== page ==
W&L Adds Serious Urinary Tract Infections to SGLT2 Inhibitor Injuries Probe

Weitz & Luxenberg, P.C., today announced that the firm has expanded the scope of its investigation into SGLT2 inhibitor drug injuries.SGLT2 inhibitor drugs include Invokana and others listed below. This move will allow the nationally known mass tort law and personal injury firm to focus on cases where people taking SGLT2 inhibitors were hospitalized after developing urosepsis (serious infection of the blood) or pyelonephritis (infection of the kidneys) from SGLT2 inhibitor-associated urinary tract infections (UTIs).

W&L’s decision to add serious urinary tract infections resulting in urosepsis or pyelonephritis to its probe came after the U.S. Food and Drug Administration (FDA) announced manufacturers of SGLT2 inhibitors would be required to include a warning about the risks of serious UTIs associated with this class of medication, the law firm said.

The FDA conveyed this new requirement in an updated Safety Communication issued on Dec. 4, 2015, said attorney Ellen Relkin, who is leading the W&L defective drug and medical devices’s  SGLT2 inhibitor investigation.

In the same Safety Communication, the FDA said SGLT2 inhibitor labels must also contain warnings about the risks of another serious complication that can occur — diabetic ketoacidosis.

Ketoacidosis is a serious condition in which blood acids called ketones are produced in high concentrations. The condition can be fatal if it goes untreated.

The FDA explained that the new requirement for SGLT2 inhibitor labels was prompted by reports appearing in the FDA Adverse Event Reporting System (FAERS). These reports linked SGLT2 inhibitors with many cases of patients developing ketoacidosis and SGLT2 inhibitor-associated UTIs to cases of patients developing serious urosepsis or pyelonephritis, resulting in hospitalizations.

Urosepsis is a potentially life-threatening blood infection, while pyelonephritis is a serious infection of the kidneys, attorney Relkin said.

Indeed, the FDA notes that all of the reported cases in FAERS of urosepsis and pyelonephritis associated with SGLT2 inhibitors required hospitalizations, and “a few required admission to an intensive care unit or dialysis in order to treat kidney failure.”

FDA Also Gives Recommendations to Patients Taking SGLT2 Inhibitors

“UTIs have been listed in the labels of SGLT2 inhibitors under the section dealing with adverse reactions,” attorney Relkin noted.  “Moreover, the ‘clinical studies experience’ section of the label for two of the SGLT2 inhibitors, Invokana (canagliflozin) and Invokamet (canagliflozin and metformin), states that UTIs occurring with the use of these drugs included urosepsis,” she added.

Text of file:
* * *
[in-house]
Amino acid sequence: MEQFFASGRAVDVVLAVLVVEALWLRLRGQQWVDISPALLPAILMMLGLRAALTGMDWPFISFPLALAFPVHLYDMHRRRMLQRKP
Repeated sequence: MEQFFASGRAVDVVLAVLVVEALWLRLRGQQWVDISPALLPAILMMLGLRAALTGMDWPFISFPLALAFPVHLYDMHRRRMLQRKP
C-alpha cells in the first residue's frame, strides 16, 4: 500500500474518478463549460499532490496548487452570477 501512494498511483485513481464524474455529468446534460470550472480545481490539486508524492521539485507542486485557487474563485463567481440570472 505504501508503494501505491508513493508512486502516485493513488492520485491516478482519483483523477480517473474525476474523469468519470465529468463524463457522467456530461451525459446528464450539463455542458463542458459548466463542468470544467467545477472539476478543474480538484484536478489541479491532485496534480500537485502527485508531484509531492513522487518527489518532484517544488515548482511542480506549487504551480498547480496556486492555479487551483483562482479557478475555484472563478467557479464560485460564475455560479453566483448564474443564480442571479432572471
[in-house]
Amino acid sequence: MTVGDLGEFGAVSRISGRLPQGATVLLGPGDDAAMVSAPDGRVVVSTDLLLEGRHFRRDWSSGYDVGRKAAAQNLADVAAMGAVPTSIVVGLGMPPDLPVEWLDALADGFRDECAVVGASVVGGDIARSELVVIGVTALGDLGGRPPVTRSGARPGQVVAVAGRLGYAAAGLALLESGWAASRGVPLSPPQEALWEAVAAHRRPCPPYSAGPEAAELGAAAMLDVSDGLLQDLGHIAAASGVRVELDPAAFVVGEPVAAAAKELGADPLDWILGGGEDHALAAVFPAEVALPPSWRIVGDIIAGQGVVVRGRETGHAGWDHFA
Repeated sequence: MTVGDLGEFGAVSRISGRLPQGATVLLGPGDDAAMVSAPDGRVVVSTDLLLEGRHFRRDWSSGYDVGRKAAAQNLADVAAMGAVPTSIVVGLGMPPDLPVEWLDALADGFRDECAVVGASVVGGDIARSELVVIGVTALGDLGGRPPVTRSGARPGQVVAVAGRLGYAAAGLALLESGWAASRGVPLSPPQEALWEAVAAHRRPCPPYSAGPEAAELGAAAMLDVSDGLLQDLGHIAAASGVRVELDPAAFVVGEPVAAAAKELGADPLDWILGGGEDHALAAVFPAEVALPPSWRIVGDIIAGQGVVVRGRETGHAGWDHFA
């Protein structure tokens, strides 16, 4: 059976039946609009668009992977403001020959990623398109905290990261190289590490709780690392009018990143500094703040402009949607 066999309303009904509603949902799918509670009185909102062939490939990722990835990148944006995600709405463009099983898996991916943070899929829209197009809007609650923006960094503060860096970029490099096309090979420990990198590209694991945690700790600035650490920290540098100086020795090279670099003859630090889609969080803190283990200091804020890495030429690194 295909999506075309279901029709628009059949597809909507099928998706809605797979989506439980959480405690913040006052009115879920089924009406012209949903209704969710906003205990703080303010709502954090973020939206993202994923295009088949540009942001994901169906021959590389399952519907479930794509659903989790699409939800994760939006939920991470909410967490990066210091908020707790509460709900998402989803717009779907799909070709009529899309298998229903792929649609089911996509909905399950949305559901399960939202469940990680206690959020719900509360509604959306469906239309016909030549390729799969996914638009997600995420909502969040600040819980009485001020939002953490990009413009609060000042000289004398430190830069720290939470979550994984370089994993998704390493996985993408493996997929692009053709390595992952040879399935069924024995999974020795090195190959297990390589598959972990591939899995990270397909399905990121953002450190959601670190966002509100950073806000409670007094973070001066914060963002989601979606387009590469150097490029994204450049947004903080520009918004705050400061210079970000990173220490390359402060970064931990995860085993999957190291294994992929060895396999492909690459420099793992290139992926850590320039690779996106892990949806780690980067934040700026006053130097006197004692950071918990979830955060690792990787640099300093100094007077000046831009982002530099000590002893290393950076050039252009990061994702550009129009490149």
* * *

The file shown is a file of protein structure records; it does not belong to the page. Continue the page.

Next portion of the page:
However, the FDA is now of the view that listing UTIs as an adverse reaction or under the clinical studies experience sections of SGLT2 inhibitor labels do not provide adequate warning of the potential dangers of SGLT2 inhibitor-associated UTIs.

After reviewing reports pertaining to SGLT2 inhibitors, the FDA determined that warnings needed to be added to the labels to warn about the risks of too much acid in the blood (ketoacidosis) and of serious urinary tract infections potentially leading to life-threatening urosepsis or pyelonephritis, if left untreated.  

The FDA recommended patients discontinue use of the SGLT2 inhibitor and immediately seek medical attention if symptoms of ketoacidosis occur, the law firm said.  Symptoms of ketoacidosis include nausea, vomiting, abdominal pain, unusual tiredness and trouble breathing.

The FDA also advises patients to contact their health professional “right away” if they develop any signs or symptoms of a UTI, including a burning sensation during urination, feeling the need to urinate frequently, feeling an immediate need to urinate, pain in the pelvic area, blood in the urine, fever, back pain, nausea or vomiting.

In addition to describing these SGLT2-inhibitor safety issues, the FDA’s Dec. 4 Safety Communication also provided prescribing and monitoring recommendations.

As well, the FDA indicated that manufacturers of SGLT2 inhibitors would be required to conduct a study to analyze spontaneous postmarketing reports of ketoacidosis in patients using SGLT2 inhibitors, including the collection of additional specialized follow-up data for 5 years.

W&L Is Reaching Out to Those Injured While Taking SGLT2 Inhibitors

SGLT2 inhibitors are FDA-approved prescription medicines for use with diet and exercise to lower blood sugar in adults with type 2 diabetes, according to the FDA.

Besides Invokana (canagliflozin), FDA approval has been granted to these brands of SGLT2 inhibitors:

  • Invokamet (canagliflozin and metformin)
  • Farxiga (dapagliflozin)
  • Xigduo XR (dapagliflozin and metformin extended-release)
  • Jardiance (empagliflozin)
  • Glyxambi (empagliflozin and linagliptin)
  • Synjardy (empagliflozin and metformin)

W&L said its investigation of injury cases arising from the taking of SGLT2 inhibitor drugs began last June.

The injury of greatest concern prior to the release of this updated Safety Communication has been SGLT2 inhibitor-caused diabetic ketoacidosis that has resulted in death or has required hospitalization, the firm explained. Now, cases of urosepsis and pyelonephritis that begin as UTIs occurring while taking an SGLT2 inhibitor are equally concerning.

W&L said attorneys are available to discuss the legal rights of those taking SGLT2 inhibitors who were injured (or to their surviving spouses or relatives).

To arrange for a no-cost, no-obligation consultation, call W&L toll-free at (877) 566-0055, or complete the online form. 

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